A partnership between India and the UN Development Partnership (UNDP) Fund will see the introduction of robotics and telemedicine systems to Trinidad and Tobago.
It is part of the covid19 pandemic management strategy. This funding will support the healthcare project “Bringing High and Low Technology (HALT) to Covid19 in TT,” which began in September. It was launched on Thursday at the office of UN resident co-ordinator in TT Marina Walter.
The Government of India has donated US$1 million to the project, which the UN team in TT, the Pan American Health Organisation (PAHO) and the World Health Organization (WHO) will implement over the next year. They will be assisted by the Ministry of Health and technical support from the University of TT.
Walter said apart from washing hands, wearing masks and social distancing, the covid19 fight needed to be taken up a notch and use technology as well.
“There is a space in this battle against covid19 for digital technology like telemedicine, medical consultations through automated solutions, that allow patients to do routine medical consultations over the internet or to be registered and screened at a health centre or hospital, while they wait to be seen or vaccinated.
“These technologies could increase access to medical care for everyone, for those who are afraid or reluctant to go to a hospital, or for those who are disable or live in rural areas,” she explained.
Walter added that such technologies would also reduce the burdens on the health care system, nurses, doctors and auxiliary staff.
Introducing the medical sector to digital solutions, she said, will have a catalytic effect on the population, even in their daily lives.
High Commissioner of India Arun Kuma Sahu said this project was part of the US$14 million grant that was promised for the development of Caribbean nations at the first India-Caricom summit, in 2019.
“The India-UNDP development partnership project is an integral part of India's development partnership, contributing immensely to achieving integrated, aligned and coherent implementation of the sustainable development goals (SDGs). India's development partnerships have considered sustainability as the paramount objective," he said.
He added India’s contribution to the fight against covid19 had assisted many nations with vaccines and other humanitarian assistance.
Kuma Sahu said, “The Caribbean region, including TT, received over half a million doses of WHO-approved AstraZeneca Covishield vaccines to fight the pandemic.
“Furthermore, in its bid to handle the pandemic, it utilised e-TEC programmes to share technical expertise and knowledge with other developing countries.”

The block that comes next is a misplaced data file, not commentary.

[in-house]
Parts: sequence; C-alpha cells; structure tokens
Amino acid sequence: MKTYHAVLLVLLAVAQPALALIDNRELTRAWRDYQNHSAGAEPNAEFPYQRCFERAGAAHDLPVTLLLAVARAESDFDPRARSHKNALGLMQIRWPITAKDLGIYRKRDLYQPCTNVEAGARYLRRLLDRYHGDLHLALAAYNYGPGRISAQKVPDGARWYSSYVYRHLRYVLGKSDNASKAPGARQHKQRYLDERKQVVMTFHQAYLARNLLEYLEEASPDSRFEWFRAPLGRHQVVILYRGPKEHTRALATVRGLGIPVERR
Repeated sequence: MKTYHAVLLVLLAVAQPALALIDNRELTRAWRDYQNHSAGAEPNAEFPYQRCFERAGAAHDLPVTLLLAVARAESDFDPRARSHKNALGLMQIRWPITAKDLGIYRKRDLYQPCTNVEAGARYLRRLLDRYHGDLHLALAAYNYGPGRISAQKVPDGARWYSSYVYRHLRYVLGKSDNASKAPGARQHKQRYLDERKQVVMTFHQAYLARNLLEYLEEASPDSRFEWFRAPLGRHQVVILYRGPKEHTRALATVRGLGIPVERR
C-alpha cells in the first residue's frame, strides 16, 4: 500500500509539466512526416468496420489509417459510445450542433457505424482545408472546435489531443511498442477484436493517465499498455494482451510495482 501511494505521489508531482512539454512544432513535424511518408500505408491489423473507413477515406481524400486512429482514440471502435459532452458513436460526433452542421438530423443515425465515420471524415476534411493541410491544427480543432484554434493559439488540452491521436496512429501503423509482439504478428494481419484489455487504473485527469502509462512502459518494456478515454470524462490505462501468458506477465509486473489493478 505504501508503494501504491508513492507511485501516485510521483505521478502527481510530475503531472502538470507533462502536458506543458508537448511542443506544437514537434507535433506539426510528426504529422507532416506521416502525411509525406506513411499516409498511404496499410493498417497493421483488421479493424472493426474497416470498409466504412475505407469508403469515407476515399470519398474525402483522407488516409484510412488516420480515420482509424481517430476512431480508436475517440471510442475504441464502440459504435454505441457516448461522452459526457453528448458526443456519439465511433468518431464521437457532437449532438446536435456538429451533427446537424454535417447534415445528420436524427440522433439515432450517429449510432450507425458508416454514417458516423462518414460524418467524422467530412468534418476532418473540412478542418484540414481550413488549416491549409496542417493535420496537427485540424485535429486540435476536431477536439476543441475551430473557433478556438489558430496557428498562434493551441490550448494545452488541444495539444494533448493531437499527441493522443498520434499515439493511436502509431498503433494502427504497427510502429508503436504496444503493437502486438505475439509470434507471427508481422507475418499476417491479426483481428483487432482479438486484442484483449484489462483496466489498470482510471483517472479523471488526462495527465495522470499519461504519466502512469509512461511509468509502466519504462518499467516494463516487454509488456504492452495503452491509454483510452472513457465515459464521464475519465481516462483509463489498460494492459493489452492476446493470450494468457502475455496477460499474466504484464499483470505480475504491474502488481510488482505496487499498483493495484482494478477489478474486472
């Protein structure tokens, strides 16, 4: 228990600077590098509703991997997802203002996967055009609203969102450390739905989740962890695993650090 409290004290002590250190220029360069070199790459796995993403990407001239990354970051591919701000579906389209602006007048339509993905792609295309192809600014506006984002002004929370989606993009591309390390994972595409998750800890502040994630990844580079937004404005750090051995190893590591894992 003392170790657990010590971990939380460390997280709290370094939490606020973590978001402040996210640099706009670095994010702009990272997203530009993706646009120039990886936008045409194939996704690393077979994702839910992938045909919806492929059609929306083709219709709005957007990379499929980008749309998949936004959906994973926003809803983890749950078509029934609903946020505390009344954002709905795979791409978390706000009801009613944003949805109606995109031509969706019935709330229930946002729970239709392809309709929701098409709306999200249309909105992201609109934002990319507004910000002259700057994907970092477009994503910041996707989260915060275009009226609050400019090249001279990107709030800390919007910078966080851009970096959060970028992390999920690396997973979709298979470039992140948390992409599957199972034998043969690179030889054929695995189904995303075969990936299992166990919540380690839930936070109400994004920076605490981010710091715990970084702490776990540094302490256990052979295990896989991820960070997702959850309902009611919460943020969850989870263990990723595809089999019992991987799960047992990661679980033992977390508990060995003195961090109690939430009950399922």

PAHO/WHO representative to TT Dr Erica Wheeler explained that the UN country team, in collaboration with TT, had developed a framework for an immediate socio-economic response to covid19.
She said this meant that people should be able to receive health services without the burden of finding finances.
“The initiative seeks to develop integrated approaches that would increase access and equity in health services for the ordinary citizen.
“Bringing high and low technology to TT is a means of building the resilience of TT to the effects of the covid19 pandemic,” Wheeler said.
The project has four output benefits which include telemedicine service that will allow medical professionals to remotely serve at least ten individuals simultaneously; eight mobile healthcare robots that can be used during patient registration, patient evaluation and communication, including people with disabilities and Spanish speakers; 50 hand-hygiene stations that will be accessible to people with disabilities; and 55,000 washable masks for high-risk people.
Wheeler said, “In terms of the pandemic, the robots can be placed in health care locations, where the highest number of cases are being recorded, to capture patient information and other services. The robots can be subsequently repurposed to screen passengers at airports and seaports, as seen necessary by the Government.”
UTT will be supporting the project with robotics research and development of a multi-disciplinary team of experts, including students, to support its implementation.
Its president, Prof Prakash Persad, said, “In our previous projects, we would have seen that people have a reluctance towards new technology in their presence.
“We learned a lot about how we can integrate technology into human interaction in a way that is accessible. Whatever lessons we have learned, we want to bring to this project to ensure the project is successful.”